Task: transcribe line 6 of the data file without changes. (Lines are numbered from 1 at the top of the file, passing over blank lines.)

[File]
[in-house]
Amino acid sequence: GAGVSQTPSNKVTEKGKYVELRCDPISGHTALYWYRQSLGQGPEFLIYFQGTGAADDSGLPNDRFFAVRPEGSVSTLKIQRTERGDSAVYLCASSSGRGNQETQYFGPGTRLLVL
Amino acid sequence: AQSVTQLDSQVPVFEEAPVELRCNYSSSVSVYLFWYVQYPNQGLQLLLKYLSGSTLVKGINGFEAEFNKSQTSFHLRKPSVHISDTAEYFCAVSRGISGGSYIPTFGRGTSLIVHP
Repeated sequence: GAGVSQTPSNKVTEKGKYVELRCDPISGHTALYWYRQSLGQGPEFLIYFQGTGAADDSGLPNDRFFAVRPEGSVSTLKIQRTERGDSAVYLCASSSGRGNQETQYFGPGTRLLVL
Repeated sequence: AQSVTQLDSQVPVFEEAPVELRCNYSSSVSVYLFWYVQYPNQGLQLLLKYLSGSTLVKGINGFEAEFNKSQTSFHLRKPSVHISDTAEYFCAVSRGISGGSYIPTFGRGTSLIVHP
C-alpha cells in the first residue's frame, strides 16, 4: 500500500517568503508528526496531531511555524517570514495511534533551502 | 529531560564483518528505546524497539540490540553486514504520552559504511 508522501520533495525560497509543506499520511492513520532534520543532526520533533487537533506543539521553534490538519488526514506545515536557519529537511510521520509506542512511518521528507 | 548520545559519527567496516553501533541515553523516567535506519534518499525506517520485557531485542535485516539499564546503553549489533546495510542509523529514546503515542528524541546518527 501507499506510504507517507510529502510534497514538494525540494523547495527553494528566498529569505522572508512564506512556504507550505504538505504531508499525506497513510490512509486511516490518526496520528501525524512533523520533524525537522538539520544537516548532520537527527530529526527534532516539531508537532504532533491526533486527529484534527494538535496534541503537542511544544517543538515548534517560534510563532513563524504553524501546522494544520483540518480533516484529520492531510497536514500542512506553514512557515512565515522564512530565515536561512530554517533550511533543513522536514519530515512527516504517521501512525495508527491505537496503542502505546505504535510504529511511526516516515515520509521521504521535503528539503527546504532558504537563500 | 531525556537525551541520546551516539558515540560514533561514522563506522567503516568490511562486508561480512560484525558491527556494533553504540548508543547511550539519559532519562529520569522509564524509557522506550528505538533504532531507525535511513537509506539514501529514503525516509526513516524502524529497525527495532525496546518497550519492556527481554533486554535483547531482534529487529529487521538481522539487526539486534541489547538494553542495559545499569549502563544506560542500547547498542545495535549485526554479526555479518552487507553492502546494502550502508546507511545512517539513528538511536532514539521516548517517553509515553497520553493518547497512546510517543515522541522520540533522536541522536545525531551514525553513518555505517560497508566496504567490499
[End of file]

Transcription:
C-alpha cells in the first residue's frame, strides 16, 4: 500500500517568503508528526496531531511555524517570514495511534533551502 | 529531560564483518528505546524497539540490540553486514504520552559504511 508522501520533495525560497509543506499520511492513520532534520543532526520533533487537533506543539521553534490538519488526514506545515536557519529537511510521520509506542512511518521528507 | 548520545559519527567496516553501533541515553523516567535506519534518499525506517520485557531485542535485516539499564546503553549489533546495510542509523529514546503515542528524541546518527 501507499506510504507517507510529502510534497514538494525540494523547495527553494528566498529569505522572508512564506512556504507550505504538505504531508499525506497513510490512509486511516490518526496520528501525524512533523520533524525537522538539520544537516548532520537527527530529526527534532516539531508537532504532533491526533486527529484534527494538535496534541503537542511544544517543538515548534517560534510563532513563524504553524501546522494544520483540518480533516484529520492531510497536514500542512506553514512557515512565515522564512530565515536561512530554517533550511533543513522536514519530515512527516504517521501512525495508527491505537496503542502505546505504535510504529511511526516516515515520509521521504521535503528539503527546504532558504537563500 | 531525556537525551541520546551516539558515540560514533561514522563506522567503516568490511562486508561480512560484525558491527556494533553504540548508543547511550539519559532519562529520569522509564524509557522506550528505538533504532531507525535511513537509506539514501529514503525516509526513516524502524529497525527495532525496546518497550519492556527481554533486554535483547531482534529487529529487521538481522539487526539486534541489547538494553542495559545499569549502563544506560542500547547498542545495535549485526554479526555479518552487507553492502546494502550502508546507511545512517539513528538511536532514539521516548517517553509515553497520553493518547497512546510517543515522541522520540533522536541522536545525531551514525553513518555505517560497508566496504567490499